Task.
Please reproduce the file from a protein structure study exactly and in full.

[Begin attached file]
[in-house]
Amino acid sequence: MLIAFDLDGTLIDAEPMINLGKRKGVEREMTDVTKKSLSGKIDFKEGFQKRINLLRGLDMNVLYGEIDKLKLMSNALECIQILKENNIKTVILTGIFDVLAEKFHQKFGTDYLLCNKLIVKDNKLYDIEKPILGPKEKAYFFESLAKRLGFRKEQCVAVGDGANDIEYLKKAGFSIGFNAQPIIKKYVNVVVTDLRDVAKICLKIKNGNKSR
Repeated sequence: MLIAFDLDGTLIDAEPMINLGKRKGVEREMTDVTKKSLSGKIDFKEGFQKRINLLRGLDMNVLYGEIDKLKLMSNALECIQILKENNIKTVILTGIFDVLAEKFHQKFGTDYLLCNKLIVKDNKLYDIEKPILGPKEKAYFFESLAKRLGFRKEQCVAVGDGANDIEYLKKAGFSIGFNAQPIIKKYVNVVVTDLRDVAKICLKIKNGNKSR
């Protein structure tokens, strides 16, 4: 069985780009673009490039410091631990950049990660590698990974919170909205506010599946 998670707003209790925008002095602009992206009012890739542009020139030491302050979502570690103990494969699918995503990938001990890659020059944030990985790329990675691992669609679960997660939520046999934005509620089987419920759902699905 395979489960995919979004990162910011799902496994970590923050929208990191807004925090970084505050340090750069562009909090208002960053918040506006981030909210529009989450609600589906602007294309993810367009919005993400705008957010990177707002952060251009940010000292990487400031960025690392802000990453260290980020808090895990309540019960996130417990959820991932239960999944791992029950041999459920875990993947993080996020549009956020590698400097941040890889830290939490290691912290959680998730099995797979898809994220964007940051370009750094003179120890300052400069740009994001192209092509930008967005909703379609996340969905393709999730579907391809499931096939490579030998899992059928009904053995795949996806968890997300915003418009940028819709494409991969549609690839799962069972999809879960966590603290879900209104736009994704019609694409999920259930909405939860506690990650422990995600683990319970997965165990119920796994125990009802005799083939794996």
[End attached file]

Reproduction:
[in-house]
Amino acid sequence: MLIAFDLDGTLIDAEPMINLGKRKGVEREMTDVTKKSLSGKIDFKEGFQKRINLLRGLDMNVLYGEIDKLKLMSNALECIQILKENNIKTVILTGIFDVLAEKFHQKFGTDYLLCNKLIVKDNKLYDIEKPILGPKEKAYFFESLAKRLGFRKEQCVAVGDGANDIEYLKKAGFSIGFNAQPIIKKYVNVVVTDLRDVAKICLKIKNGNKSR
Repeated sequence: MLIAFDLDGTLIDAEPMINLGKRKGVEREMTDVTKKSLSGKIDFKEGFQKRINLLRGLDMNVLYGEIDKLKLMSNALECIQILKENNIKTVILTGIFDVLAEKFHQKFGTDYLLCNKLIVKDNKLYDIEKPILGPKEKAYFFESLAKRLGFRKEQCVAVGDGANDIEYLKKAGFSIGFNAQPIIKKYVNVVVTDLRDVAKICLKIKNGNKSR
């Protein structure tokens, strides 16, 4: 069985780009673009490039410091631990950049990660590698990974919170909205506010599946 998670707003209790925008002095602009992206009012890739542009020139030491302050979502570690103990494969699918995503990938001990890659020059944030990985790329990675691992669609679960997660939520046999934005509620089987419920759902699905 395979489960995919979004990162910011799902496994970590923050929208990191807004925090970084505050340090750069562009909090208002960053918040506006981030909210529009989450609600589906602007294309993810367009919005993400705008957010990177707002952060251009940010000292990487400031960025690392802000990453260290980020808090895990309540019960996130417990959820991932239960999944791992029950041999459920875990993947993080996020549009956020590698400097941040890889830290939490290691912290959680998730099995797979898809994220964007940051370009750094003179120890300052400069740009994001192209092509930008967005909703379609996340969905393709999730579907391809499931096939490579030998899992059928009904053995795949996806968890997300915003418009940028819709494409991969549609690839799962069972999809879960966590603290879900209104736009994704019609694409999920259930909405939860506690990650422990995600683990319970997965165990119920796994125990009802005799083939794996």